It was the threat of the removal of Robert E. Lee that brought out the ugliness of white supremacy in Charlottesville. The man who was called on by other men to lead men and boys to fight for the right of men to own men and women and children – his image incited men to emerge from their darkened homes with rebel flags in their hands and unabashed swastikas emblazoned on their arms, pridefully bearing the symbol of a nation that devalued nearly everyone. The present sight of these past symbols of hate makes us wonder, “How long must we deal with the scars and receive fresh wounds from history’s darkest days?” Sadly, a little bit longer, it would seem.
The frustration with the scenes in Charlottesville overflowed in Durham as protesters pulled the bronze statue of a confederate soldier to the ground. His feet remained planted in the marble slab that toppled with him, but his legs buckled under the weight of the fall. Crumpled on the grass, he was kicked by legs of flesh that did nothing to mar the form any further than the plummet from glory had already, all while insults were shouted in his deaf ears.
The Durham monument was erected “in memory of the boys who wore grey.” The boys. They’re always the ones who fight our battles for us. Whatever ideals we hold to, whatever blind spots we refuse to acknowledge, it’s the youth that are called upon to sacrifice themselves in their honor, or to inherit the sinful ruts that our wheels keep falling into. I can’t help but weep for the boys who wore grey. And the boys who wore blue. A generation cut down for a cause they may not have fully understood. I weep too for the boys who marched with rebel flags. And the boys who were singled out because they donned a hoodie one fateful morning. How often the boys are naively forced to carry the flags we put in their hands, and then to die because we didn’t have the courage to admit the evil residing deep within. We all bear responsibility for our actions, yet too frequently we lead those who follow us into the same pits we have already fallen in ourselves.
The filth of our hatred runs deep, and it spills over from generation to generation, polluting the water the boys are asked to drink. We long, deep in the wells of our hearts, for the water to be purified, maybe by time or knowledge, but it nevertheless fills our streets and our faucets, until one day we don’t realize what we’ve been drinking now makes up the influential majority of our being. We assume slavery has been burned to the ground with much of the post-war South, but it rises again and again. We think the dream is becoming a reality, but then we wake up to news of fresh violence based on the color of a man’s skin and blind to the content of his character. We assume that we have overcome our own wickedness, but it shows up in unbidden thoughts and careless words.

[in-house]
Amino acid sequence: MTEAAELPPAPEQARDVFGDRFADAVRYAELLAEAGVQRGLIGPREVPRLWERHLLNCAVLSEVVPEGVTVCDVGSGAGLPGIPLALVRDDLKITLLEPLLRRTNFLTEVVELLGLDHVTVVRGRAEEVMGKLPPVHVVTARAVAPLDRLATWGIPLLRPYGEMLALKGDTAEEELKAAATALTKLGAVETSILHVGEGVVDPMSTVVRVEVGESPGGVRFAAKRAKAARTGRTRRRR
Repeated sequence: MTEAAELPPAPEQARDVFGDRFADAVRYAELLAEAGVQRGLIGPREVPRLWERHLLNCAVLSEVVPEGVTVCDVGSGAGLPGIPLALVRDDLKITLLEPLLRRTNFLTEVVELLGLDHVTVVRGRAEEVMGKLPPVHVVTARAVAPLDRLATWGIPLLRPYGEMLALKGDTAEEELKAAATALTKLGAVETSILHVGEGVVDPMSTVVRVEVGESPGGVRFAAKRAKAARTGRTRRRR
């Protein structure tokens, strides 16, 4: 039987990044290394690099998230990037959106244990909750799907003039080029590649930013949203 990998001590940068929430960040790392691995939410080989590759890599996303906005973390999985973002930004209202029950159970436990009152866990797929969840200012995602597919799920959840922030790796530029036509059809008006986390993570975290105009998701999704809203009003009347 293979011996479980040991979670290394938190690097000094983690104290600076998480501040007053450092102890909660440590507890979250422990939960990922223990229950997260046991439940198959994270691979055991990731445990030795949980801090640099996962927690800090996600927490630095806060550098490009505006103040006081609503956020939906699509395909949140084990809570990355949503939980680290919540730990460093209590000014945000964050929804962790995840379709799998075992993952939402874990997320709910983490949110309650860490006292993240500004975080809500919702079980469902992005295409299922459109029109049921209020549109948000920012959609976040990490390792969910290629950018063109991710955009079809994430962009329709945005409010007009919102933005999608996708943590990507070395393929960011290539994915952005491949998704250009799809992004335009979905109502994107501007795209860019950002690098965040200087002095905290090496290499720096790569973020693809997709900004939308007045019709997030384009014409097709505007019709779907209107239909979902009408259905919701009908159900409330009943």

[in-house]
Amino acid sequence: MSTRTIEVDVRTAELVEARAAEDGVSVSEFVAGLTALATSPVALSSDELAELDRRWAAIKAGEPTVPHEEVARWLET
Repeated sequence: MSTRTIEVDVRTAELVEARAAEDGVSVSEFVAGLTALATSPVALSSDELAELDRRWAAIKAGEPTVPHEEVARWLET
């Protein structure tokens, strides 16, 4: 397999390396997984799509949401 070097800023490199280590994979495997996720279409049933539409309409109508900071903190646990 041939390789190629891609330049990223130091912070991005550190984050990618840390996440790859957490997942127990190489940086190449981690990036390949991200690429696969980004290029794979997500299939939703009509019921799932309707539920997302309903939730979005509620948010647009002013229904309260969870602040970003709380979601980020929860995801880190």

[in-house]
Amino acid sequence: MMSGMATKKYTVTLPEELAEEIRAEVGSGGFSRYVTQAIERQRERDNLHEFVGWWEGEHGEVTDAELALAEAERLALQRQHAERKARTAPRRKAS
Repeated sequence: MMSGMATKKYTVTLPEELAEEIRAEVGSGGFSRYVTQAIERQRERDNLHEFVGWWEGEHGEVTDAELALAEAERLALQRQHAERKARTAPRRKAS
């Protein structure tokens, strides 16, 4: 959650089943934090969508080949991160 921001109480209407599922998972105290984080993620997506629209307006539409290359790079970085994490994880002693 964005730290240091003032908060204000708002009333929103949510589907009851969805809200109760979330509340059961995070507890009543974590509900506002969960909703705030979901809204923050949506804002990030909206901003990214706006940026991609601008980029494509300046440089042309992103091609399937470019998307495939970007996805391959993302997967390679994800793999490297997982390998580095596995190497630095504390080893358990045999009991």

We can pull the boys to the ground and watch their knees bend, but no matter how hard we kick, we still have to stare in their faces and realize that what we are so angry at them for has to be beaten from our own hearts first. Bronze statues were built to endure, even when we wish they would disappear. Public or hidden, their history must never be ignored, not so we can point our fingers in judgment, but so we can contemplate how like our ancestors we are. Bronze or flesh and bones, we all have feet of clay.
So we must continue the good fight, for ourselves and for the boys and girls that will fight the battles we incite, and we can truly hope that things will change. Yet for the ones who have chosen to walk with Jesus on the road of love and self-sacrifice, our greatest hope is that we as children of God through faith in Christ will one day be dressed, not in grey or blue or any other color, but in pure robes, our multi-colored faces unveiled and lifted towards the throne of the Lamb who died to ransom sinful, hateful, evil people from every tribe and tongue and people and nation. Every knee will bend before him on that last day, and every tongue will confess that we are sinners all, and that the only one who can declare supremacy is the one who humbled himself and died to purchase his bride, made beautiful by the love and grace she has been showered with.